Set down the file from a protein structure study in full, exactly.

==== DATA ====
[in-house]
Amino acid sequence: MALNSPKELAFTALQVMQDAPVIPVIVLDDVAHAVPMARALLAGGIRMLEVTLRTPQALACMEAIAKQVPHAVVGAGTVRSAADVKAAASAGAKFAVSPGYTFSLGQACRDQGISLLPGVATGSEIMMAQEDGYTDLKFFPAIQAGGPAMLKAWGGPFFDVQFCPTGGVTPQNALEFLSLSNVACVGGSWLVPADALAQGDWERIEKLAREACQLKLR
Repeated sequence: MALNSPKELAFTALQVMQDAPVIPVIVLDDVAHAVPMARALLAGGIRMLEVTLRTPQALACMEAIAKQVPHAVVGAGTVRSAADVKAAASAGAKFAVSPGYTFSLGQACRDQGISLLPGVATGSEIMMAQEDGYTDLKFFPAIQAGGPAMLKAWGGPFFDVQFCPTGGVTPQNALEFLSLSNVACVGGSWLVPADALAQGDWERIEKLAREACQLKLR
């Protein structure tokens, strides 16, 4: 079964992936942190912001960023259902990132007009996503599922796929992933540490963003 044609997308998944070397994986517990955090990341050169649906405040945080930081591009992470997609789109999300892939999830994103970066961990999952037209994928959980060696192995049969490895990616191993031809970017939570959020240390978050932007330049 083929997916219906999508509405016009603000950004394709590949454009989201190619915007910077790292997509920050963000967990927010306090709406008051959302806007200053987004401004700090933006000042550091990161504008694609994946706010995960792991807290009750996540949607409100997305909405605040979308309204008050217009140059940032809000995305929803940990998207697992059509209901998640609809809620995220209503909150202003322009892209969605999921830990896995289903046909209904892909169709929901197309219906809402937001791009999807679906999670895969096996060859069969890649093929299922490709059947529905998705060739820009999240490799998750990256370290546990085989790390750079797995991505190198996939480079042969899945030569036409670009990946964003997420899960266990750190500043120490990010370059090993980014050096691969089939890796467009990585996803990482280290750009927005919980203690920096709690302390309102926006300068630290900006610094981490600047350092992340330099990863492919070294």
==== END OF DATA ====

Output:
[in-house]
Amino acid sequence: MALNSPKELAFTALQVMQDAPVIPVIVLDDVAHAVPMARALLAGGIRMLEVTLRTPQALACMEAIAKQVPHAVVGAGTVRSAADVKAAASAGAKFAVSPGYTFSLGQACRDQGISLLPGVATGSEIMMAQEDGYTDLKFFPAIQAGGPAMLKAWGGPFFDVQFCPTGGVTPQNALEFLSLSNVACVGGSWLVPADALAQGDWERIEKLAREACQLKLR
Repeated sequence: MALNSPKELAFTALQVMQDAPVIPVIVLDDVAHAVPMARALLAGGIRMLEVTLRTPQALACMEAIAKQVPHAVVGAGTVRSAADVKAAASAGAKFAVSPGYTFSLGQACRDQGISLLPGVATGSEIMMAQEDGYTDLKFFPAIQAGGPAMLKAWGGPFFDVQFCPTGGVTPQNALEFLSLSNVACVGGSWLVPADALAQGDWERIEKLAREACQLKLR
């Protein structure tokens, strides 16, 4: 079964992936942190912001960023259902990132007009996503599922796929992933540490963003 044609997308998944070397994986517990955090990341050169649906405040945080930081591009992470997609789109999300892939999830994103970066961990999952037209994928959980060696192995049969490895990616191993031809970017939570959020240390978050932007330049 083929997916219906999508509405016009603000950004394709590949454009989201190619915007910077790292997509920050963000967990927010306090709406008051959302806007200053987004401004700090933006000042550091990161504008694609994946706010995960792991807290009750996540949607409100997305909405605040979308309204008050217009140059940032809000995305929803940990998207697992059509209901998640609809809620995220209503909150202003322009892209969605999921830990896995289903046909209904892909169709929901197309219906809402937001791009999807679906999670895969096996060859069969890649093929299922490709059947529905998705060739820009999240490799998750990256370290546990085989790390750079797995991505190198996939480079042969899945030569036409670009990946964003997420899960266990750190500043120490990010370059090993980014050096691969089939890796467009990585996803990482280290750009927005919980203690920096709690302390309102926006300068630290900006610094981490600047350092992340330099990863492919070294």